But Paul's supporters say the candidate's "anti-militarism" shouldn't be confused with being anti-defense. "He's not opposed to the defense of this country. He's not opposed to fighting wars that are declared," a 27-year-old active-duty enlisted soldier in the Army said. (He spoke on condition of anonymity; after a uniformed soldier spoke out at a Paul rally in Iowa, the military warned soldiers about politicking publicly.)
There's a certain irony in supporting a small-government candidate while working for the largest federal bureaucracy. The politics of it are, well, complicated. "I do wrestle with this conflict of being a Paul supporter while also being a government employee," the active-duty soldier said. "Ultimately, in my support for Paul, I care more for the restoration of the ideals this country was founded upon than my current well-being." At the same time, he added that the military saved him from student debt, while many of his friends are struggling to make it "as baristas and waiters" in the civilian world. "I didn't join the Army to be some hero that defends the Constitution," he said.
Soldiers tend to see Paul as understanding the pressures they face better than the other candidates because he's the only one in the group who served in uniform, as a flight surgeon in the Air Force and Air National Guard during the Vietnam era. The libertarian's service gives him "street cred," Kwiatkowski noted. "We often in the military have no idea what the foreign policy or the military policy is. All we know is we get told to do things, and often these things are costly, dangerous, and unproductive, and create more insecurity for us and for the country."
Meanwhile, Paul's support from defense contractor employees—who donated more than $177,000 to him in 2011—has outpaced that of his competitors, according to Defense News. (Obama leads in that category overall, having pulled in about $348,000.) That may seem downright counterintuitive: Why would workers for companies that profit from war back an anti-pork candidate (self-proclaimed, anyway) who opposes, as Kwiatkowski puts it, "fraud, waste, abuse, warmongering, idiotic leadership, political correctness, and a host of other things"? It's a matter of ideology, military analyst Loren Thompson explained to Defense News. "There's a strong libertarian streak among many in the sector," he said. "Just because people work in the defense industry doesn't mean that they always vote their economic interests." (Interestingly, in the 2008 election cycle, Obama and Paul were for a time beating out that other vet in the presidential race, John McCain, for military contributions.)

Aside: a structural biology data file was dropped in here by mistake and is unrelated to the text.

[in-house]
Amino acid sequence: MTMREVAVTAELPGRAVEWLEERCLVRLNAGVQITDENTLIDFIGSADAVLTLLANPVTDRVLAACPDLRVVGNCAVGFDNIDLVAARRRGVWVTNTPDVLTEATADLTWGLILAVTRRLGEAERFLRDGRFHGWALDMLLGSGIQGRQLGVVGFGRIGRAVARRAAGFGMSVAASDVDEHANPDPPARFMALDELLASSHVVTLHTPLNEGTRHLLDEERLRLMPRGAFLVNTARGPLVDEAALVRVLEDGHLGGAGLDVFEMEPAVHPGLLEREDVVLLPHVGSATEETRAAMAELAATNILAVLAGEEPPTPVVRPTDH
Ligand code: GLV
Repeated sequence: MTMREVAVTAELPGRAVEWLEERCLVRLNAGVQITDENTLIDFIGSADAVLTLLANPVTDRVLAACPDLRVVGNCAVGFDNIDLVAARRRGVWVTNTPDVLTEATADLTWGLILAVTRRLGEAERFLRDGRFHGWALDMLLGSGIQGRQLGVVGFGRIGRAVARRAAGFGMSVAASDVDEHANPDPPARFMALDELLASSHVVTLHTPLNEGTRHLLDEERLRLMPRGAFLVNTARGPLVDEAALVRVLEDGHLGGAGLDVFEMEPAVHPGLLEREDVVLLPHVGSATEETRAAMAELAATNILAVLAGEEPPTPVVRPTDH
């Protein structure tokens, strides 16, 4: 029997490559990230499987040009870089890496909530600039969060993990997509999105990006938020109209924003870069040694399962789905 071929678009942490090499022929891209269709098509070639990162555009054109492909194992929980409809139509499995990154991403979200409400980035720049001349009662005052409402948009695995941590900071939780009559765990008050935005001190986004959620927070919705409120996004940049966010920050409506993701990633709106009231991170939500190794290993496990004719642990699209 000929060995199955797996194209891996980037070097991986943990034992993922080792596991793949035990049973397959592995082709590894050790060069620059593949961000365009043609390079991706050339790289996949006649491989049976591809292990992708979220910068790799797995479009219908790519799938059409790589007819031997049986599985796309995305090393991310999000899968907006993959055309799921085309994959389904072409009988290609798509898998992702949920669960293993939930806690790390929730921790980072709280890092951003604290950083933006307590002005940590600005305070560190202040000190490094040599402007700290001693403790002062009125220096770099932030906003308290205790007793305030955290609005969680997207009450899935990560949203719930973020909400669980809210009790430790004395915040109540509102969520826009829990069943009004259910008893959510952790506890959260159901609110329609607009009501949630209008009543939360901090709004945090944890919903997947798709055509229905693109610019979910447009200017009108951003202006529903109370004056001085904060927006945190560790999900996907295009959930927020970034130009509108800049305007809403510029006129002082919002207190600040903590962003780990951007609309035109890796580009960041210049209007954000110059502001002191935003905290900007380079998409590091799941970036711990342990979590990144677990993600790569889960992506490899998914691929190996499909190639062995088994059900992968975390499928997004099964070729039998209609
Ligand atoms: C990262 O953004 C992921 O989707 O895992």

Campaign contributions aren't necessarily a great indicator of a candidate's chances. The figures can't predict how, or how many service members will actually vote, and even if all of them did, they'd represent a tiny fraction of the US electorate. And these donation figures are a drop in the bucket when it comes to overall campaign spending: Even excluding super-PAC money, Obama's reelection campaign pulled down $29.1 million in January alone; Paul got $4.5 million in that time, according to filings with the Federal Election Commission.
Still, military voting jumped 21 percent in the 2010 election cycle, according to federal statistics, and it rose fastest—33 percent—among 18- to 24-year-olds, a demographic that heavily favors Paul (and Obama) over traditional conservatives. In an era in which presidential elections turn on a few battleground states, which can turn on a few thousand votes, the military's love affair with Ron Paul could play a role in determining the eventual GOP nominee.
"We veterans know about the mistakes that previous presidents have made, and we don't want to repeat them," Diliberto said of young vets who are loyal to Paul. "We need to change what we do."